Saturday, May 25, 2019

Six Words

Trains trains trains; trains trains sky

Thursday, May 2, 2019

Six Words

Well over halfway to death.  So?

Friday, April 26, 2019

4:30

After 4:00 AM, I don't mind losing sleep quite so much.  During the first part of the night, or the black middle, failing to drift off feels crushing, a deeply personal lapse committed against the backdrop of the universe's unstinting indifference.

But after 4:00 AM, acceptance creeps in.  You may as well get up, because you're not sliding back into unconsciousness anytime soon. Though it's still pitch dark, the birds are restive.

And you are alone.

I get up and pad as noiselessly as I can through the darkened rooms of my house.  The HVAC system is quiet.  The rain has lifted.  Everyone else is asleep.  Even the cat, who never sleeps and yet always seems to be some degree of comatose -miraculous in the commonplace way of cats- lies still.  In an hour or two, my obligations will snap shut around me.  But not quite yet.






Saturday, April 20, 2019

Serenity Now!

Although it verges on trite, I am passingly fond of the Serenity Prayer:

God, grant me the serenity to accept the things I cannot change,
Courage to change the things I can,
And wisdom to know the difference.

As the last line hints, making the distinction between changeable and immutable can be troublesome. 

But the difficulties don't end there, because, as so many bromides do, this one fails to account for, well, life.

To wit:

The non-binary nature of fungibility.  Alas, mutability is a continuum.  Many things can be changed- but only a little bit.  Or a thing can sustain serious alterations, but remain profoundly problematic.  Do you really still want to get out of bed and put on clothes in order to very slightly improve your relationship with your mother?  Which brings me to my next quibble...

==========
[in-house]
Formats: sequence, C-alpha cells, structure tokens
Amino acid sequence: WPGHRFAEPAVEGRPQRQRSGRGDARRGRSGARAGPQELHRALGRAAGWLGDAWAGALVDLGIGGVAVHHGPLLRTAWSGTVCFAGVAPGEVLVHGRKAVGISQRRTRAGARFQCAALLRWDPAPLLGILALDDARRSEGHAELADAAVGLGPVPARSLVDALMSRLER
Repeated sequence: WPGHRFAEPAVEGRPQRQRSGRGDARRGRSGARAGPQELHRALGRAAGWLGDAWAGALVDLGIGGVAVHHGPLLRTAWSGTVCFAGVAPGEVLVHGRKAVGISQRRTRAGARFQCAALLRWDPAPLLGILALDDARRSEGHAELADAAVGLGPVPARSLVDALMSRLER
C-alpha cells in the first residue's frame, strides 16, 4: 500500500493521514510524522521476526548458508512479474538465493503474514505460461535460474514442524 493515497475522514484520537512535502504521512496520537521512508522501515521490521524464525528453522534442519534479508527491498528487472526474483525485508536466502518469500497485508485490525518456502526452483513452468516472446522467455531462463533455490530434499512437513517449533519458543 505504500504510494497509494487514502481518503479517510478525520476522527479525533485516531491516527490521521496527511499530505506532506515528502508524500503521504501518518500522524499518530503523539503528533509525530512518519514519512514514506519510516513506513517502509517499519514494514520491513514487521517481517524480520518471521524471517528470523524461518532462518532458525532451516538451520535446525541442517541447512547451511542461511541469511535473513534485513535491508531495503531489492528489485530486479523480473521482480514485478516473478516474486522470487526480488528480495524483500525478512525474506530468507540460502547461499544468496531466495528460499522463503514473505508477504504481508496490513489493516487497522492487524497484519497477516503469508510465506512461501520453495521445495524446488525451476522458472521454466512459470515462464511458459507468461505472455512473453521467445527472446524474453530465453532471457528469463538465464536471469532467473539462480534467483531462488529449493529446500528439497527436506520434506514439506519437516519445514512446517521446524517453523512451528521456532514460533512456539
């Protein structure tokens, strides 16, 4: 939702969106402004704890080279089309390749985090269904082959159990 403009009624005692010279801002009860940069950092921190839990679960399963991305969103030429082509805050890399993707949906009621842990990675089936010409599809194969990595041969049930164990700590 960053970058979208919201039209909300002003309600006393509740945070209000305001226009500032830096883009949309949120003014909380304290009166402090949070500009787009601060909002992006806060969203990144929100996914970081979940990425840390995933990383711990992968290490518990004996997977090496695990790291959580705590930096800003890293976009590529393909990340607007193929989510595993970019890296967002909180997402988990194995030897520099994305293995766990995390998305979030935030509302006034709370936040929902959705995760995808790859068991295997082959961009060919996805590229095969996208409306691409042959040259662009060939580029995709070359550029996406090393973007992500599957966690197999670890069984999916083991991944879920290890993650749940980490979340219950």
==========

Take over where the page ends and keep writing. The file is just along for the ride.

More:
Opportunity cost.  Say I can make a change, but only if I put forth Herculean effort.  Or effort that is less than Herculean, but is still effort.  I could have spent that time eating lemon cake.  I could have husbanded my emotional energy and therefore  had the fortitude not to snap at my coworker when she once more failed to note an important event in her calendar.  I could have taught my coworker to use her calendar.  I could have cured cancer.  Instead I staggered around trying to make a life change.  Ergo...

Unintended consequences.  Say you make your change, but then you don't have the energy to cure cancer.   Or say you make your change, but in making that change, you have created another, bigger problem: You may have cured cancer, but now overpopulation will decimate the globe.  You may now have enough pasta salad, but all your relatives are vomiting. Which means you will now spend an even greater proportion of your life than you had previously estimated cleaning up bodily fluid -an eventuality you could accept as unchangeable, but actually yourprobably could have changed your fate had you not embarked on your Quixotic quest to rip apart the fabric of the universe in the first place.